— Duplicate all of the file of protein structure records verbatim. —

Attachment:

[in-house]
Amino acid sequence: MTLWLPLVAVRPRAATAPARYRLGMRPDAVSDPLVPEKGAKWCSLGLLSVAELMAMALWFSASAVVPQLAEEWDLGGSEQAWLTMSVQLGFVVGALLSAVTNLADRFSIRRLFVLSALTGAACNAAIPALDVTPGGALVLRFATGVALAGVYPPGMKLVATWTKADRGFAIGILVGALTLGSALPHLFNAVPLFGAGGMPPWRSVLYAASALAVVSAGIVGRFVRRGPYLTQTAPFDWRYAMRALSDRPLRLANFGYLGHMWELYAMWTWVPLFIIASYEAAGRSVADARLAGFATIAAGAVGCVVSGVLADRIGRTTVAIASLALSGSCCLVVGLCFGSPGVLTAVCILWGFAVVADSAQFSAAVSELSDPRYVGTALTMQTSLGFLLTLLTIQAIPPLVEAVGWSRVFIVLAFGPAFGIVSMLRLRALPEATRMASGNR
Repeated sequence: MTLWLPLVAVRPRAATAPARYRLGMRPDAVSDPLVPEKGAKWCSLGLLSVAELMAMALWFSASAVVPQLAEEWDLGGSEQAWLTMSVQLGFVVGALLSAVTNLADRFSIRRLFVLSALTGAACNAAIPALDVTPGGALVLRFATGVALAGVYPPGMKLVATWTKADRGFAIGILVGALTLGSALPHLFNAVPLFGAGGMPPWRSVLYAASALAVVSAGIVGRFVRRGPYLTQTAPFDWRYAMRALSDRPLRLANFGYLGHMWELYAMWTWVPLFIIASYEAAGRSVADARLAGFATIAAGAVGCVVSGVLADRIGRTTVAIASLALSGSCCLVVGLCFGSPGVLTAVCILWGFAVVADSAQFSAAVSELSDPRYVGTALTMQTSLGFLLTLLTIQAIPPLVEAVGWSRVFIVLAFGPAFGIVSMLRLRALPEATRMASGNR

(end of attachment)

[in-house]
Amino acid sequence: MTLWLPLVAVRPRAATAPARYRLGMRPDAVSDPLVPEKGAKWCSLGLLSVAELMAMALWFSASAVVPQLAEEWDLGGSEQAWLTMSVQLGFVVGALLSAVTNLADRFSIRRLFVLSALTGAACNAAIPALDVTPGGALVLRFATGVALAGVYPPGMKLVATWTKADRGFAIGILVGALTLGSALPHLFNAVPLFGAGGMPPWRSVLYAASALAVVSAGIVGRFVRRGPYLTQTAPFDWRYAMRALSDRPLRLANFGYLGHMWELYAMWTWVPLFIIASYEAAGRSVADARLAGFATIAAGAVGCVVSGVLADRIGRTTVAIASLALSGSCCLVVGLCFGSPGVLTAVCILWGFAVVADSAQFSAAVSELSDPRYVGTALTMQTSLGFLLTLLTIQAIPPLVEAVGWSRVFIVLAFGPAFGIVSMLRLRALPEATRMASGNR
Repeated sequence: MTLWLPLVAVRPRAATAPARYRLGMRPDAVSDPLVPEKGAKWCSLGLLSVAELMAMALWFSASAVVPQLAEEWDLGGSEQAWLTMSVQLGFVVGALLSAVTNLADRFSIRRLFVLSALTGAACNAAIPALDVTPGGALVLRFATGVALAGVYPPGMKLVATWTKADRGFAIGILVGALTLGSALPHLFNAVPLFGAGGMPPWRSVLYAASALAVVSAGIVGRFVRRGPYLTQTAPFDWRYAMRALSDRPLRLANFGYLGHMWELYAMWTWVPLFIIASYEAAGRSVADARLAGFATIAAGAVGCVVSGVLADRIGRTTVAIASLALSGSCCLVVGLCFGSPGVLTAVCILWGFAVVADSAQFSAAVSELSDPRYVGTALTMQTSLGFLLTLLTIQAIPPLVEAVGWSRVFIVLAFGPAFGIVSMLRLRALPEATRMASGNR